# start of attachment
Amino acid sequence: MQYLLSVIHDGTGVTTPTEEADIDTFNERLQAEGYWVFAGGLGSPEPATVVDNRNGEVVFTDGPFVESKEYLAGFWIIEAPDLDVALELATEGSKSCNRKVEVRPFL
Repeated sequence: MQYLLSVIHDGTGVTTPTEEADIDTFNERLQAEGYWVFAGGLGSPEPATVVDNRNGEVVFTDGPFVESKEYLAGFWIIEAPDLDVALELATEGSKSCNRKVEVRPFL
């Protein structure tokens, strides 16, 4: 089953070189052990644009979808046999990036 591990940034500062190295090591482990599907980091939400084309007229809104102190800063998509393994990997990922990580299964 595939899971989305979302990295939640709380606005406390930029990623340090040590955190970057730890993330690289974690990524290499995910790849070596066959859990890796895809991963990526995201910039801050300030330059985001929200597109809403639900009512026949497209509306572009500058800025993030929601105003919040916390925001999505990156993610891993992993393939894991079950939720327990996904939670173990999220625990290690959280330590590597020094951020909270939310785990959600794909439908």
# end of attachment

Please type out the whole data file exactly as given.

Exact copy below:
Amino acid sequence: MQYLLSVIHDGTGVTTPTEEADIDTFNERLQAEGYWVFAGGLGSPEPATVVDNRNGEVVFTDGPFVESKEYLAGFWIIEAPDLDVALELATEGSKSCNRKVEVRPFL
Repeated sequence: MQYLLSVIHDGTGVTTPTEEADIDTFNERLQAEGYWVFAGGLGSPEPATVVDNRNGEVVFTDGPFVESKEYLAGFWIIEAPDLDVALELATEGSKSCNRKVEVRPFL
């Protein structure tokens, strides 16, 4: 089953070189052990644009979808046999990036 591990940034500062190295090591482990599907980091939400084309007229809104102190800063998509393994990997990922990580299964 595939899971989305979302990295939640709380606005406390930029990623340090040590955190970057730890993330690289974690990524290499995910790849070596066959859990890796895809991963990526995201910039801050300030330059985001929200597109809403639900009512026949497209509306572009500058800025993030929601105003919040916390925001999505990156993610891993992993393939894991079950939720327990996904939670173990999220625990290690959280330590590597020094951020909270939310785990959600794909439908």